What is Torque? Torque is a force that tends to rotate or turn things. You generate a torque any time you apply a force using a wrench. Tightening the lug nuts on your wheels is a good example. When you use a wrench, you apply a force to the handle. This force creates a torque on the lug nut, which tends to turn the lug nut.
English units of torque are pound-inches or pound-feet; the SI unit is the Newton-meter. Notice that the torque units contain a distance and a force. To calculate the torque, you just multiply the force by the distance from the center. In the case of the lug nuts, if the wrench is a foot long, and you put 200 pounds of force on it, you are generating 200 pound-feet of torque. If you use a 2-foot wrench, you only need to put 100 pounds of force on it to generate the same torque.
A car engine creates torque and uses it to spin the crankshaft. This torque is created exactly the same way: A force is applied at a distance. Let's take a close look at some of the engine parts:
Figure 2. How torque is generated in one cylinder of a four-stroke engine
The combustion of gas in the cylinder creates pressure against the piston. That pressure creates a force on the piston, which pushes it down. The force is transmitted from the piston to the connecting rod, and from the connecting rod into the crankshaft. In Figure 2, notice that the point where the connecting rod attaches to the crank shaft is some distance from the center of the shaft. The horizontal distance changes as the crankshaft spins, so the torque also changes, since torque equals force multiplied by distance.
You might be wondering why only the horizontal distance is important in determining the torque in this engine. You can see in Figure 2 that when the piston is at the top of its stroke, the connecting rod points straight down at the center of the crankshaft. No torque is generated in this position, because only the force that acts on the lever in a direction perpendicular to the lever generates a torque.
If you have ever tried to loosen really tight lug nuts on your car, you know a good way to make a lot of torque is to position the wrench so that it is horizontal, and then stand on the end of the wrench -- this way you are applying all of your weight at a distance equal to the length of the wrench. If you were to position the wrench with the handle pointing straight up, and then stand on the top of the handle (assuming you could keep your balance), you would have no chance of loosening the lug nut. You might as well stand directly on the lug nut.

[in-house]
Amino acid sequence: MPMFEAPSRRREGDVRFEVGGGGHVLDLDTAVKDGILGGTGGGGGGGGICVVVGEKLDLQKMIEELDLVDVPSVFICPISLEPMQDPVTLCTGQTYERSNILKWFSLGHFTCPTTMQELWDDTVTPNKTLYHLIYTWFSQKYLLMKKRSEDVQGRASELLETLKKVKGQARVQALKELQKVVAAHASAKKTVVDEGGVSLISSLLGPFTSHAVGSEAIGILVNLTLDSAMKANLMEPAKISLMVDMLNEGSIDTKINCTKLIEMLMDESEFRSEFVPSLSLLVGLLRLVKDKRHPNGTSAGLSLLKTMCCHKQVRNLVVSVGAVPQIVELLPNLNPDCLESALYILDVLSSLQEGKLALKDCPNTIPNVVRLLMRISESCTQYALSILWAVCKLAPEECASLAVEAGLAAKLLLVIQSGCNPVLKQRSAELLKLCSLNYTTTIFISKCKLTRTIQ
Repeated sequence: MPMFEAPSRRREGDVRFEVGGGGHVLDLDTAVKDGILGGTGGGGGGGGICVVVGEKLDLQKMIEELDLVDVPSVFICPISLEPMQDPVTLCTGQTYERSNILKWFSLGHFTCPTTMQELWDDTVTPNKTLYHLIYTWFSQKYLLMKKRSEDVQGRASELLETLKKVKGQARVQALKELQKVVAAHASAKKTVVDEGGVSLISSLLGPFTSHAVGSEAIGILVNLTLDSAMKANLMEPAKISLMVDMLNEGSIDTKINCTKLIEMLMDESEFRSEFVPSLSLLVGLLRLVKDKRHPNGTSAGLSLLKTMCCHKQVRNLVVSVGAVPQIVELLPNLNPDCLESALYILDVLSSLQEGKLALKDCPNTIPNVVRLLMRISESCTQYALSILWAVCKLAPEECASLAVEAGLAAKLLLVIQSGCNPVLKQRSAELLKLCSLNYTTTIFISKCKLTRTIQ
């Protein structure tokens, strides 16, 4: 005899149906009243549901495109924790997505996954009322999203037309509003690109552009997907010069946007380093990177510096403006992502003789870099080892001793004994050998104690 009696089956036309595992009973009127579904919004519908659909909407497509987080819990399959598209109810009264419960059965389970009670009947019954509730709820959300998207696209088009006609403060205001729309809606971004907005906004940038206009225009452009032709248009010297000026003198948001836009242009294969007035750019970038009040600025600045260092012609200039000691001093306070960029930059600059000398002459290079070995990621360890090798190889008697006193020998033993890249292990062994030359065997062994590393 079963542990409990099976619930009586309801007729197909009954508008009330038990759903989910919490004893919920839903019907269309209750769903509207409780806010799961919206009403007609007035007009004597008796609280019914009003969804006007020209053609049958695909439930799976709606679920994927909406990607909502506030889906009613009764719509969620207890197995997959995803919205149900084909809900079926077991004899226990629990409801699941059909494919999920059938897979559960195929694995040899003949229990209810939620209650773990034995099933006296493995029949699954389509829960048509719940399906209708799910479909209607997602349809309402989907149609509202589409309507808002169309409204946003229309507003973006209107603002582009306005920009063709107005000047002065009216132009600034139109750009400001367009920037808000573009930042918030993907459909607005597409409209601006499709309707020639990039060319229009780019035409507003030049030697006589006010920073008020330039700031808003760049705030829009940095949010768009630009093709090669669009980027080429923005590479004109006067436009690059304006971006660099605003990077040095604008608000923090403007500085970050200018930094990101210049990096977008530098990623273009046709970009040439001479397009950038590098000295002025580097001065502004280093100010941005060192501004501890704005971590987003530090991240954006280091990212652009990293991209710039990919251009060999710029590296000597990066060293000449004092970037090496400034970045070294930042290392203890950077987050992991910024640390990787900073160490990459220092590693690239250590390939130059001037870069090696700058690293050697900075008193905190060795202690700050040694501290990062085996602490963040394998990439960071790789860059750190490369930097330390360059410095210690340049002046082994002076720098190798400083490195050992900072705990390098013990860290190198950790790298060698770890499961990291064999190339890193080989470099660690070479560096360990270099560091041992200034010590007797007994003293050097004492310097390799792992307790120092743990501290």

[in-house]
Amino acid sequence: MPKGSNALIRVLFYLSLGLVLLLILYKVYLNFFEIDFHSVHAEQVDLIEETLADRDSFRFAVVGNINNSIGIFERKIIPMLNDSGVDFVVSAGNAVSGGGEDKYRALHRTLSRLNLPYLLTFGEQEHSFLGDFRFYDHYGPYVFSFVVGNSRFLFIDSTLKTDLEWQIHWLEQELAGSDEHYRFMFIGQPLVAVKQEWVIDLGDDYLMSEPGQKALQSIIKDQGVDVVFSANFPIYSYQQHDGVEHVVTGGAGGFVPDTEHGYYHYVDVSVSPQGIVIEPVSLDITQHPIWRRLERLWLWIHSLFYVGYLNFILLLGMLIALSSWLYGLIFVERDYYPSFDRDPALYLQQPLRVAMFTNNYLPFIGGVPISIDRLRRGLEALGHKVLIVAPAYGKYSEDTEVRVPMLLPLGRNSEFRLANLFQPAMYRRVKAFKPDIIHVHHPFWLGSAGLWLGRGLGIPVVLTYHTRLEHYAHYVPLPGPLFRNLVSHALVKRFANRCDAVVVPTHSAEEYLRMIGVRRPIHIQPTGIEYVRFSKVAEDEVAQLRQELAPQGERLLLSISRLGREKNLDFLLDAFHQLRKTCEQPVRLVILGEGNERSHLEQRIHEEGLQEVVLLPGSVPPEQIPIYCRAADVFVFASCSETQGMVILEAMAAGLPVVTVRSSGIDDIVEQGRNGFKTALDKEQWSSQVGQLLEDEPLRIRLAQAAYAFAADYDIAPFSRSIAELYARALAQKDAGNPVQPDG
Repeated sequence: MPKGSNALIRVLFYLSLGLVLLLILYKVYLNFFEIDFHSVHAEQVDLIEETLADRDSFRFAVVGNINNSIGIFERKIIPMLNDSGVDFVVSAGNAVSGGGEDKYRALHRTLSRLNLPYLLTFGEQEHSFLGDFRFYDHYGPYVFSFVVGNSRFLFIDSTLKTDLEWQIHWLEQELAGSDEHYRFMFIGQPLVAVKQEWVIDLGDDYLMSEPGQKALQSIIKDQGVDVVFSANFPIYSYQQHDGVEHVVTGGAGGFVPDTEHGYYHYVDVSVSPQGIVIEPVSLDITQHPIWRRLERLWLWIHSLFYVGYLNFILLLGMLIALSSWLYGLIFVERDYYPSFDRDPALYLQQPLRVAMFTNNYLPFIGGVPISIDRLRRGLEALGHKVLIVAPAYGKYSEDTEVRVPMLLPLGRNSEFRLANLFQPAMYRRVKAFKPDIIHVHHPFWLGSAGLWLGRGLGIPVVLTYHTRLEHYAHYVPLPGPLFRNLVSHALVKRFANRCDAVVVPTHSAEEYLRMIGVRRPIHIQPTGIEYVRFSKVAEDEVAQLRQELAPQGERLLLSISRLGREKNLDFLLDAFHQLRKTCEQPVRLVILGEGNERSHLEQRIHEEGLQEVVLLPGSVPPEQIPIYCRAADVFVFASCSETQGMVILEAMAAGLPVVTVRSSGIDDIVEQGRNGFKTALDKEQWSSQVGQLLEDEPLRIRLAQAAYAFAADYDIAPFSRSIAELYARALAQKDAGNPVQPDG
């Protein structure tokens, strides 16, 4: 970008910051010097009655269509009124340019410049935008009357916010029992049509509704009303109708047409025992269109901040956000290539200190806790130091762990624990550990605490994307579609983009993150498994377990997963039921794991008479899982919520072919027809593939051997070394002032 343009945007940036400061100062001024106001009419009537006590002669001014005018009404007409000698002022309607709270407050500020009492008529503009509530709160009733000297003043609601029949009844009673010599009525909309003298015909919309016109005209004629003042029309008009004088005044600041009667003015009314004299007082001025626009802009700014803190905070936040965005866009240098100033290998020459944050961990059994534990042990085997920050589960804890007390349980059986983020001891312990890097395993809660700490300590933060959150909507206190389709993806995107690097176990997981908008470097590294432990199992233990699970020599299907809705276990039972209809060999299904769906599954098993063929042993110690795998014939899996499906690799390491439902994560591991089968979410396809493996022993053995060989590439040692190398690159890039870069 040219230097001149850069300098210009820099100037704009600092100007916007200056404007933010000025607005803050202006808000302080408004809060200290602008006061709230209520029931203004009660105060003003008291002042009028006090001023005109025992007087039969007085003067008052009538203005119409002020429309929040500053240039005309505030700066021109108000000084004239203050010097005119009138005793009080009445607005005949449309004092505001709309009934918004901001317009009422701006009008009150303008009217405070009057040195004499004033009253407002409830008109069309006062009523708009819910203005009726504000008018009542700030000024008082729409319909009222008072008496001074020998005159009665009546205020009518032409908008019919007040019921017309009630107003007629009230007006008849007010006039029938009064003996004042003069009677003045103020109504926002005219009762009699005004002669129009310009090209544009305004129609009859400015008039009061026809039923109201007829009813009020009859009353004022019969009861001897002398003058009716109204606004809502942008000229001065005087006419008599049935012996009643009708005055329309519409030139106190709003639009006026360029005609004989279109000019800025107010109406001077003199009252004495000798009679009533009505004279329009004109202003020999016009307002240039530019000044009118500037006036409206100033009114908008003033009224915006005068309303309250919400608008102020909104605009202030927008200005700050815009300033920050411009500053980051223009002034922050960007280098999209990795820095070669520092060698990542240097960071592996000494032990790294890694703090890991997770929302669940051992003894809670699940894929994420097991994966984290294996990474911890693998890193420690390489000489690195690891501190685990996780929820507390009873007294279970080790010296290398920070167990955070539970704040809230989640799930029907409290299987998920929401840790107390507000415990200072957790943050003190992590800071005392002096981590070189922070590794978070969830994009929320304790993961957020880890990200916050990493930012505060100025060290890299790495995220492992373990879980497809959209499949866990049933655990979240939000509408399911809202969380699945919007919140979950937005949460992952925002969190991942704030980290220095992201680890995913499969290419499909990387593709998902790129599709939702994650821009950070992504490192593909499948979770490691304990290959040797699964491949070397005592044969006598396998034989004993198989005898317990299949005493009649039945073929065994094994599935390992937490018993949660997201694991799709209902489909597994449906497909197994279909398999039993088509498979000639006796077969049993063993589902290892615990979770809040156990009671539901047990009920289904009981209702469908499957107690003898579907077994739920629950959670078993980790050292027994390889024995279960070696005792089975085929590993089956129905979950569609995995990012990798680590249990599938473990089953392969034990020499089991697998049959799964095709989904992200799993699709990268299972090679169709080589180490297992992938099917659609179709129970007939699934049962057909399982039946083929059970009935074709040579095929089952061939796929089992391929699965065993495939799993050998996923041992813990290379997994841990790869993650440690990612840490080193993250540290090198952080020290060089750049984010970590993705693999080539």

Figure 3. A simulated dynamometer test of two different engines Click here for the large version.
Figure 3 shows the maximum torque and power generated by two different engines. One engine is a turbocharged Caterpillar C-12 diesel truck engine. This engine weighs about 2,000 pounds, and has a displacement of 732 cubic inches (12 liters). The other engine is a highly modified Ford Mustang Cobra engine, with a displacement of 280 cubic inches (4.6 liters); it has an added supercharger and weighs about 400 pounds. They both produce a maximum of about 430 horsepower (hp), but only one of these engines is suitable for pulling a heavy truck. The reason lies partly in the power/torque curve shown above.
When the animation pauses, you can see that the Caterpillar engine produces 1,650 lb-ft of torque at 1200 rpm, which is 377 hp. At 5,600 rpm, the Mustang engine also makes 377 hp, but it only makes 354 lb-ft of torque. If you have read the article on gear ratios, you might be thinking of a way to help the Mustang engine produce the same 1,650 lb-ft of torque. If you put a gear reduction of 4.66:1 on the Mustang engine, the output speed would be (5,600/4.66 rpm) 1,200 rpm, and the torque would be (4.66 * 354 lb-ft) 1,650 lb-ft -- exactly the same as the big Caterpillar engine.
Now you might be wondering, why don't big trucks use small gas engines instead of big diesel engines? In the scenario above, the big Caterpillar engine is loafing along at 1,200 rpm, nice and slow, producing 377 horsepower. Meanwhile, the small gas engine is screaming along at 5,600 rpm. The small gas engine is not going to last very long at that speed and power output. The big truck engine is designed to last years, and to drive hundreds of thousands of miles each year it lasts.